Ossie, who passed away in 2005, will be featured in our film, The Rosenwald Schools, talking about Marian Anderson’s 1939 concert at the Lincoln Memorial. Davis was a student at Howard University in Washington D.C. in 1939. He was inspired by the optimism of Anderson’s rendition of My Country, ‘Tis of Thee on the National Mall, a wonderful performance made more poignant by the D.A.R.’s refusal to allow her to appear at Constitution Hall. Ossie, who passed away in 2005, was filmed discussing the concert for a 1993 documentary entitled The Great Depression discussing the impact of Anderson’s concert on him as a young man.

Ruby Dee was a remarkable actress of stage and screen for more than half a century, starring on Broadway and in films like 1989’s Do the Right Thing and 1961’s A Raisin in the Sun. We will include excerpts from the latter film in The Rosenwald Schools‘ section on Chicago’s crowded “kitchenette” apartment buildings.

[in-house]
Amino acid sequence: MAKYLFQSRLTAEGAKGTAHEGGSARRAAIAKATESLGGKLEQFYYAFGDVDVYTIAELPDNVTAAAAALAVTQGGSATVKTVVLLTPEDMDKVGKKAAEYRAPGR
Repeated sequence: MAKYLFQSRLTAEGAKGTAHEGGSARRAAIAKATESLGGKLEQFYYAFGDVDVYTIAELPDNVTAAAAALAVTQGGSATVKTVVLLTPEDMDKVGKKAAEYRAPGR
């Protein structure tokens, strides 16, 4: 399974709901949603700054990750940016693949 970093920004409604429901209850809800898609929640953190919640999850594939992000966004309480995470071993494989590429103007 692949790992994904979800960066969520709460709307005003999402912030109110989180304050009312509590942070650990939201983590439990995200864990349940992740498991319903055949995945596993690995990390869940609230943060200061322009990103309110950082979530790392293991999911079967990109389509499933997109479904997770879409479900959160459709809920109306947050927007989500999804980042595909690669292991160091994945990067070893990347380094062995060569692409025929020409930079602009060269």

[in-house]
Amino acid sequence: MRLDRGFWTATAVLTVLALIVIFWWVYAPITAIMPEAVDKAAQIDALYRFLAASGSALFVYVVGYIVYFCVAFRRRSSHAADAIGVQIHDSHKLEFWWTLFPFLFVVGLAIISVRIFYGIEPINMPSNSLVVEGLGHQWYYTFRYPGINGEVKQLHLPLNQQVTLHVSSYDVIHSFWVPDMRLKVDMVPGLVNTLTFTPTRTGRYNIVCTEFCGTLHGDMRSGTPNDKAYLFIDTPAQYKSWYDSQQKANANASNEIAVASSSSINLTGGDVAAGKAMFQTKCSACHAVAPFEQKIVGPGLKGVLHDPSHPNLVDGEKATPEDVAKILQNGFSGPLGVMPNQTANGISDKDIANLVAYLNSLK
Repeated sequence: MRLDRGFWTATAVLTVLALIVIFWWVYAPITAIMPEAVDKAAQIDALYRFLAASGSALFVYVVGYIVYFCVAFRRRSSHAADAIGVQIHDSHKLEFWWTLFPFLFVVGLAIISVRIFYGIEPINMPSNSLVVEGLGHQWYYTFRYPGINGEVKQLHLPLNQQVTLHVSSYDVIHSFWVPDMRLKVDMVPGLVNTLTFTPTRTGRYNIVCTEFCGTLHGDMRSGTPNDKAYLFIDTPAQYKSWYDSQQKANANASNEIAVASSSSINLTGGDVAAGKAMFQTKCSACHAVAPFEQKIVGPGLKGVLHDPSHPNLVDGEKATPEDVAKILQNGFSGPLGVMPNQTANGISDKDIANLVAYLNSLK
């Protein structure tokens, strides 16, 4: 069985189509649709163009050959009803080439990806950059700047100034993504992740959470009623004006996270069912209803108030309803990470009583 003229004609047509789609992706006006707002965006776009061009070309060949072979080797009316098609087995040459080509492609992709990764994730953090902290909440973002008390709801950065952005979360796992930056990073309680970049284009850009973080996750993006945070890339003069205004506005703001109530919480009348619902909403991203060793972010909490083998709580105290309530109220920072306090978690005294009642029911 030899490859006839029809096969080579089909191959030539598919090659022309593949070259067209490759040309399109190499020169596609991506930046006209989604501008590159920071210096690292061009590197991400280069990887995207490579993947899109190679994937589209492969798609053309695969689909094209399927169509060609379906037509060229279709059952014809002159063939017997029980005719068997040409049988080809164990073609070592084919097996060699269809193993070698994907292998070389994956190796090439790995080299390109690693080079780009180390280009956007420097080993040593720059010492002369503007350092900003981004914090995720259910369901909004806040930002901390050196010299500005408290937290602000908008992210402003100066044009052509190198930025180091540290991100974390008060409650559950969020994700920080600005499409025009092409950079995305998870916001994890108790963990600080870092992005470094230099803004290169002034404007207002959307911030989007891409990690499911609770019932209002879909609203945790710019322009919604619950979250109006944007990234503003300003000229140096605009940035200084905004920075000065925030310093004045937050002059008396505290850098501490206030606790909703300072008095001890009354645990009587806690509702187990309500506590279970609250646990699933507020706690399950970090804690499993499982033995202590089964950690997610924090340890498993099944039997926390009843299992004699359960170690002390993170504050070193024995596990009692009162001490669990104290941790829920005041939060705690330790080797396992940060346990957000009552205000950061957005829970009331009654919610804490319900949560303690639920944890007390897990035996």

Ruby Dee with Sidney Poitier in the 1959 Broadway production of A Raisin in the Sun
Photo credit: Wikimedia Commons

New documentary about Jensen, who designed grounds of Rosenwald’s Ravinia home

Posted June 9th, 2014 by

A new documentary by filmmaker Carey Lundin, entitled Jens Jensen: The Living Green will be shown at Millennium Park in Chicago on June 19th, with a simultaneous broadcast on the Chicago area public television channel WTTW.

The film is about Jensen, a Danish-born landscape architect, naturalist and designer of many Chicago area green spaces. In addition to Chicago’s Garfield Park Conservatory and Columbus Park, Jensen designed two parks on the north shore connected with the Rosenwald family. We’ve written about them on this blog. Jensen designed the estate of Julius Rosenwald’s suburban home in Ravinia (which today lives on as “Rosewood Beach”) and was a close acquaintance of Augusta Rosenwald, who has a commemorative boulder in the town of Highland Park’s downtown pocket park, “Jens Jensen Park.”